The Resistible Rise of Germany’s Far Right
As nationalist parties gain power across Europe, Germany’s own populist surge has remained confined to its deindustrialized east. This is because the country has benefited more from globalization than other developed countries – and it could benefit from deglobalization as well.
MUNICH – The recent elections in Sweden and Italy have shown that right-wing populism remains on the rise across Europe. Not so in Germany, where the far-right Alternative für Deutschland (AfD) has had only modest success so far.
One possible explanation for Germany’s resistance to the populist surge is that, unlike far-right parties that have gained ground elsewhere in Europe, globalization played only a minor role in AfD’s rise. The party became an electoral force long after globalization peaked in Germany, and its successes have mostly been confined to the states in former East Germany.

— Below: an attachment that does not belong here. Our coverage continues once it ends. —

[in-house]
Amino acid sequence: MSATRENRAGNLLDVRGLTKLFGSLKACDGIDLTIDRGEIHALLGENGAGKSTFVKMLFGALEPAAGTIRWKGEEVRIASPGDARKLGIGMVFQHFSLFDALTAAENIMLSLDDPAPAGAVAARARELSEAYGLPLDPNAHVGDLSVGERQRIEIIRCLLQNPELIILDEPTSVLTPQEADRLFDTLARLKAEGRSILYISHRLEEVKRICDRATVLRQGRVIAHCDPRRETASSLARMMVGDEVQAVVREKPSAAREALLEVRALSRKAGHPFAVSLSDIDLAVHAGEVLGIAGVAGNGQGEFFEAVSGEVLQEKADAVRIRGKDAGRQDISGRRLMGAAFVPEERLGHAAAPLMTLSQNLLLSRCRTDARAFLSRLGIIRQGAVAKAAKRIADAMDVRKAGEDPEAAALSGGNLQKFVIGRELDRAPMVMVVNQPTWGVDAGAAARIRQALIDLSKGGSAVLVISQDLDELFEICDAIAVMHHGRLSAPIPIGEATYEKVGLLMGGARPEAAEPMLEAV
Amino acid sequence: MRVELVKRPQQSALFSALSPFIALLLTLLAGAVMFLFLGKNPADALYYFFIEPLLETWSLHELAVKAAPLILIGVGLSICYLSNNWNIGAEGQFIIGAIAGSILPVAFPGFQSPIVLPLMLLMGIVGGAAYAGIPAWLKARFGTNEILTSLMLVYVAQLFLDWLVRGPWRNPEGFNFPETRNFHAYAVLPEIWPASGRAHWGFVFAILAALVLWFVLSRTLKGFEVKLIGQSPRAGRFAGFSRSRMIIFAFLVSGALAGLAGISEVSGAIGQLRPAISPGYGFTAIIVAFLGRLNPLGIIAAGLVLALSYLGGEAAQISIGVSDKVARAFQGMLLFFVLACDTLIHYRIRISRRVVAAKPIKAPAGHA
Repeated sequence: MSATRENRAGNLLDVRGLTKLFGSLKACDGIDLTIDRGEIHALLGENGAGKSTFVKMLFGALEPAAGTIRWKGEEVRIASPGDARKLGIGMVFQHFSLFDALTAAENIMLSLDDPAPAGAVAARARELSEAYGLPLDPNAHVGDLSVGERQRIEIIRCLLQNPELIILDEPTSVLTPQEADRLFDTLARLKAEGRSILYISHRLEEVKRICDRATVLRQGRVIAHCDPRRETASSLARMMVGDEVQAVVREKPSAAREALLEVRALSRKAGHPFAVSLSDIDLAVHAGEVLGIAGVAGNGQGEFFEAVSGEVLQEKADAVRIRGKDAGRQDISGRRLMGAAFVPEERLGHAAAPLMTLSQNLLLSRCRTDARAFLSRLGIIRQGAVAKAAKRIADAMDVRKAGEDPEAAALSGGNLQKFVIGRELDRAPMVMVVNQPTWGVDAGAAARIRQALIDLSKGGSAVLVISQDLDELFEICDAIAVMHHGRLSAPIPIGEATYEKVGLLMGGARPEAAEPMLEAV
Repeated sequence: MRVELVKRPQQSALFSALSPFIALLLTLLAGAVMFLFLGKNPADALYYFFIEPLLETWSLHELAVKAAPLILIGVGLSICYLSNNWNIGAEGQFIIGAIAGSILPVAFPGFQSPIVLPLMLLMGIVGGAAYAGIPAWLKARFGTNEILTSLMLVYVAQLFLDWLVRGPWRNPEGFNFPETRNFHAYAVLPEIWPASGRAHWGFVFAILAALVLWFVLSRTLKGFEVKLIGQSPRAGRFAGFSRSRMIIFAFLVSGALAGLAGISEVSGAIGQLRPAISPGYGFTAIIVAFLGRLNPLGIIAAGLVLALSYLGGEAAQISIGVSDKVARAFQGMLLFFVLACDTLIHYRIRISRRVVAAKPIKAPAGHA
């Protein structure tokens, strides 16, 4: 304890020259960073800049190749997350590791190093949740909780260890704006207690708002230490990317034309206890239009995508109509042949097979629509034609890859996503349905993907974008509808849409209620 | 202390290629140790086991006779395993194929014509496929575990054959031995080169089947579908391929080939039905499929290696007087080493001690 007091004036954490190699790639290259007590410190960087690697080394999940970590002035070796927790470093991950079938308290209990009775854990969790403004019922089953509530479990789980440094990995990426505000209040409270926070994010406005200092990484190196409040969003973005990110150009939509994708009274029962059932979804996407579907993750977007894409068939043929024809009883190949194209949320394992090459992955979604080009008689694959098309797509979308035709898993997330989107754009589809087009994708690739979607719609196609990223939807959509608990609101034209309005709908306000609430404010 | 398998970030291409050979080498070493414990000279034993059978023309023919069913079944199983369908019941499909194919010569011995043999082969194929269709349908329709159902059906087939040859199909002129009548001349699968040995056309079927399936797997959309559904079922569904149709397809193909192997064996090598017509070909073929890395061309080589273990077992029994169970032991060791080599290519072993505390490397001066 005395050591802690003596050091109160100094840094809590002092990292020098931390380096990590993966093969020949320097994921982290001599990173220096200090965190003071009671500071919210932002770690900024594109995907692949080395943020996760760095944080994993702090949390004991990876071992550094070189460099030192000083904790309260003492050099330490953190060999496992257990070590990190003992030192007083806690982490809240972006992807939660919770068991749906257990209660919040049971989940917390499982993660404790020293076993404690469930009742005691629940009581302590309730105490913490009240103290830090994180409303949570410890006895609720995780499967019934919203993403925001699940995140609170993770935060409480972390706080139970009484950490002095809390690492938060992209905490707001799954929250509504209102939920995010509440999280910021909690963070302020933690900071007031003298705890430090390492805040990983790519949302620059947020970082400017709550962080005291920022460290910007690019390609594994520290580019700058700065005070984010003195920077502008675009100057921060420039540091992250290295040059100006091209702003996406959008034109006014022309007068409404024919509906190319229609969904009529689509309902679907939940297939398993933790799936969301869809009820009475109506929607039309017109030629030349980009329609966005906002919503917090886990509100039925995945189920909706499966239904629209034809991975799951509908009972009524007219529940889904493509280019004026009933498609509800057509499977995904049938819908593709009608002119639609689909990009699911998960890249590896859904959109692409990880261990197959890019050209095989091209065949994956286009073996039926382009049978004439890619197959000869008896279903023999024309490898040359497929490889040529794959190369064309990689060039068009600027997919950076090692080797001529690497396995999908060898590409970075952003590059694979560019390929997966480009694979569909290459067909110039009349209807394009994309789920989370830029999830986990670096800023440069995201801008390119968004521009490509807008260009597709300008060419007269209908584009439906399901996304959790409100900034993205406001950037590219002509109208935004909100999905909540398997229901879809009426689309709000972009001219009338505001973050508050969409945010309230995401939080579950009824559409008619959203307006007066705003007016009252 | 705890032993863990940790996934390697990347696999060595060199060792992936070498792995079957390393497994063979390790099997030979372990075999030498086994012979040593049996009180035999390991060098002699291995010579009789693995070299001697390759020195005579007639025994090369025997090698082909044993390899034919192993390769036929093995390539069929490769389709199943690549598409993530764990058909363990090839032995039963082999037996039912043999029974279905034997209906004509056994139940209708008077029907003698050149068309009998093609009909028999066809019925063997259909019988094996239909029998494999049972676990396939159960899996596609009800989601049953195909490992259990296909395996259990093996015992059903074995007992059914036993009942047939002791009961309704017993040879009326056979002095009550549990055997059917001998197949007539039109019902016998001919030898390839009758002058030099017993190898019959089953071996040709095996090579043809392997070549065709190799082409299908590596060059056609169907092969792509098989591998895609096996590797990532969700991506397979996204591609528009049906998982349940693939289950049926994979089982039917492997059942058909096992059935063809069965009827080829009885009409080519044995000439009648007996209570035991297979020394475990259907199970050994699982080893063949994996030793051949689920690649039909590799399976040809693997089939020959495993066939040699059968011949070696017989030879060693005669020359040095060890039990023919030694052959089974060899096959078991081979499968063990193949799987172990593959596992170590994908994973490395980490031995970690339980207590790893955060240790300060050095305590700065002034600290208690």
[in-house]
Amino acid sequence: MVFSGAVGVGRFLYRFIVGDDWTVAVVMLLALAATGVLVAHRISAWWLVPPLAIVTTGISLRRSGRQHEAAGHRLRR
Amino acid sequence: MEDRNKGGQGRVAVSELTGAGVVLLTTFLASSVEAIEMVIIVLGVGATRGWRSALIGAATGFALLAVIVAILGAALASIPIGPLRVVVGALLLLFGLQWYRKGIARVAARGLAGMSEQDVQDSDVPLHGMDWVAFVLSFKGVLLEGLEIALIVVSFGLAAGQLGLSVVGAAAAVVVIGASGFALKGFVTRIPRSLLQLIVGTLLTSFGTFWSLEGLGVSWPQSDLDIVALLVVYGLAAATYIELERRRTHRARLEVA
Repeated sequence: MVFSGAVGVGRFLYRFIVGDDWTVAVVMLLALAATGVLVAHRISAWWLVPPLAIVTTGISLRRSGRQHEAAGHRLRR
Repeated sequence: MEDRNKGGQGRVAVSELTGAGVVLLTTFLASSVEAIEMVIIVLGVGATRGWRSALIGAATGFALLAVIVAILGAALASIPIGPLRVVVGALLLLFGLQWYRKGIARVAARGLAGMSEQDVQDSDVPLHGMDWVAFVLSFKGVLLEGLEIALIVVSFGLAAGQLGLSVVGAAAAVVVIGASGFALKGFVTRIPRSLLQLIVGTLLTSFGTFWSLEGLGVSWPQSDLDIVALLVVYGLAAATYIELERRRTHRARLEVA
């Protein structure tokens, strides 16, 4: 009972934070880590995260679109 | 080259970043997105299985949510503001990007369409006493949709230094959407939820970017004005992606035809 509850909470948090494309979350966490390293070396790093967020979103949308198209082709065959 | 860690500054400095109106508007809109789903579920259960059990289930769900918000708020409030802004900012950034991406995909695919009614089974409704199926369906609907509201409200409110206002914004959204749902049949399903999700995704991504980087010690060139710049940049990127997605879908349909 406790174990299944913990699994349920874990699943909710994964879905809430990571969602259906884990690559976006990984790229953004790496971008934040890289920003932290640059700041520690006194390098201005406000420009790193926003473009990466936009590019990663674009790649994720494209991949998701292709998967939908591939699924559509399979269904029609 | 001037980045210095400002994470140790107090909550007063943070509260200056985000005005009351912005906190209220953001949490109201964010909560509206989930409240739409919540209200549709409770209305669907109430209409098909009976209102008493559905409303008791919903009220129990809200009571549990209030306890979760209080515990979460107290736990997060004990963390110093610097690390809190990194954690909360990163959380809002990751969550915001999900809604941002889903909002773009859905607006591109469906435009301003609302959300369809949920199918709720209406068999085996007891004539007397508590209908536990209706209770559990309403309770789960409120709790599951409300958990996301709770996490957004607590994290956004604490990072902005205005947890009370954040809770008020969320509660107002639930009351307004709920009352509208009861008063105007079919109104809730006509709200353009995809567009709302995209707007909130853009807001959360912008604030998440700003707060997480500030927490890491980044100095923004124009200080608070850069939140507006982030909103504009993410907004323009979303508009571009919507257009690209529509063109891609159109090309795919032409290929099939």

Before AfD emerged in 2013 as an anti-euro and anti-Greek-bailout party, Germany had no successful right-wing populist movement. Given that trade as a share of GDP had already been stagnating since the 2008 financial crisis, the party quickly shifted its focus to xenophobia and anti-immigrant policies.
To continue reading, register now.
Already have an account? Log in